I bought a bunch of new wood, mostly domestic: Hickory, red gum, spalted ambrosia maple, rainbow poplar, and I swear there was another that I can’t remember. I use a lot of exotics, but some of these have some nice character as well. We’ll see what they turn into.
Knife-wise, I have a couple of big chef’s knives in progress (both CPM 154 Stainless), at least three full tang hunting knives (two drop point, one nesmuk), a few partial tang hunters, a couple daggers, and some miscellaneous others. I’m getting ready to start a couple more, with the basic idea of simple and full length tangs, so I can try out a couple of new handle ideas.
I’ve got some fancy decoration ideas for a couple of knives as well, like for finishing the copper and cholla dagger shown above. It will be pretty southwestern, lots of copper and turquoise. I just have to get around to doing some filework on the guard and pommel.
Using that idea I made this fancy manzanita brush with inlays of turquoise and copper.
That doesn’t sound like too much does it? Maybe it’s just that I don’t have any time.
Saturday, March 12, 2011
One of my coworkers brought me a couple of old fence posts of unknown species, but definately something pretty dense, and he called it ironwood, so I thought I would polish a couple up and see what it looked like with some oil.
Old Fence Post Old Fence Stay
I recently finished a project for me with the old post for a handle...
AR60 in hand (mine)
AR60 - Drop Point Hunter - Full tang - Cold Blued (Formula 44/40) Cru Forge V, 4 3/4" blade, 9 5/8" overall, recycled ironwood(?) fencepost handle, brass pins, red vulcanized liner, stainless thong tube. Horizontal draw sheath.
I also finished up a project that started quite a while ago, when a couple of the guys came over and I let them pound on some steel. I decided to go ahead and finish up one of those blanks, to be provided as a birthday present. The first handle attempt failed, but I like the one it ended up with also. I’m pretty happy with how it turned out overall, even though it cost me some blood. Part of the polishing process involves a lot of finer and finer grits of sandpaper, and I thought I was almost ready to stop one evening, when I found out the pointy way, that I had already passed the time to stop. So, I added another ½ inch stab wound to my right thumb, which interferes with a lot of things. Sigh. But that was last Tuesday, so it didn’t impact this weekend too much. Not too sure what I would call the style of this one. Utility/paring seems to be the most appropriate. Still need to make the sheath though.
In Hand (Erica's)
AR59 – 3 5/8” Blade, 9” Overall, O1 tool steel, hand forged, heat treated and hand polished to 2000 grit. Macassar Ebony Handle, Brass Pins.
I plan on an On-the-bench update too, but that will have to be another day.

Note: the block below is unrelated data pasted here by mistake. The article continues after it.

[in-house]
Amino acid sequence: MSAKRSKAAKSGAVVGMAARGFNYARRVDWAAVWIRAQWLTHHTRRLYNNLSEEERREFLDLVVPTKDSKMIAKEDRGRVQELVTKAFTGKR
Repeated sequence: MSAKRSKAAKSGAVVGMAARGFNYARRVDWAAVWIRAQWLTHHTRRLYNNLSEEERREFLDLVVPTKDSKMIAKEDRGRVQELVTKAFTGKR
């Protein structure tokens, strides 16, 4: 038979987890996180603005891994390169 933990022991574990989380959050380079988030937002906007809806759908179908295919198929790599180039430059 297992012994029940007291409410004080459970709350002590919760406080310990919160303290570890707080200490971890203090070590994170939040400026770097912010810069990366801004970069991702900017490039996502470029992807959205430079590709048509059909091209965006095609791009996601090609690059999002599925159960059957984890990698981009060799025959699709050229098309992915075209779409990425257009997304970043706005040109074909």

Wednesday, January 19, 2011
I had a pretty good weekend in the shop. Actually got to fire up the forge TWICE!
Now I don’t know if my shoulder is sore from the tetanus shot or the forging J
I put together a couple of stock removal stainless blades, and heat treated them: one dagger (CPM154), one small clip-point (S35VN). I don’t know why I keep working on daggers, since they are such a pain in the butt, but I do anyway. I’ve got some ideas for this one – possibly a cholla handle with crushed turquoise and copper powder in the gaps, maybe a little ebony and a carved copper guard. We’ll see what actually happens. No real designs yet on the clip point.
Also heat treated another old file knife – this one is looking kind of like a steak knife. The jury is still out though.
I also started a couple of forging projects, one in CPM154 – probably a santoku, and one in Cru Forge V – small hunter. I have plans for both of them – one is a gift. The other I am thinking of a cord wrapped handle.
I also cast my bronze into a bar. I will try forging it next time. I hope it moves pretty well and doesn’t just crack and shatter. We’ll see.
I also (finally) added the stems to the pear knife stand.
Now if I can just finish the stand of the Manzanita Chef’s Knife…
There's more, but its a secret....
Monday, January 10, 2011
I think this year went by faster than any other that I’ve experienced. I know that perspectives change a little as you age, but I think that this is about the most stable year I’ve had in recent memory, and that lack of upheavals may have had something to do with the speed with which it passed. Just hypothesizing. We’ll see how 2011 goes.
Since the last post, almost two months ago, I can’t say that I have spent all that much time in the shop, and in the last week or so it has been cold enough that I haven’t wanted too. Despite that, I have wrapped up a few projects, and am almost finished with a couple others.
The revised AR36 – now known as the pear knife, is much cooler now. I did some wood burning on the pearwood handle, and almost finished up a stand made of a couple of pears that I turned out of the same pear wood. They are waiting for stems, but this is what they look like now.
AR56 - I made a hunting knife for one of Erica’s dad’s friends. It’s a pretty simple one – basic drop point hunter, hidden tang, Madrone Burl handle, with a stainless guard. Simple leather sheath, but it turned out OK.
AR57 – Finally wrapping up the Dog Bowie. Sub-hilt fighter with Bowie style Stainless blade, finished with a gloss gunmetal blue bake-on Gun-kote protectant. I tried my hand at casting bronze for the guards, and set dog teeth (provided by the customer) between the guards. The sheath also has an inset panel with a cast bronze dog footprint. The handle is ebony and spalted maple.
I didn’t make any jewelry this year, but I did make a door. A fairy door that is. Not my usual thing, but Mom asked, so I gave it a shot. This one is cut from Ancient (30,000+ y.o.) Kauri from New Zealand, with a Pear stoop. The frame is domestic wood. I did some wood burning and painting, and Erica printed the stained glass window. Sadly it doesn’t open, but I’ve heard that only faeries can open them anyway.
The Door and The Door showing stained "glass".
I’ve got some idea’s for the shop, but you’ll just have to wait and see.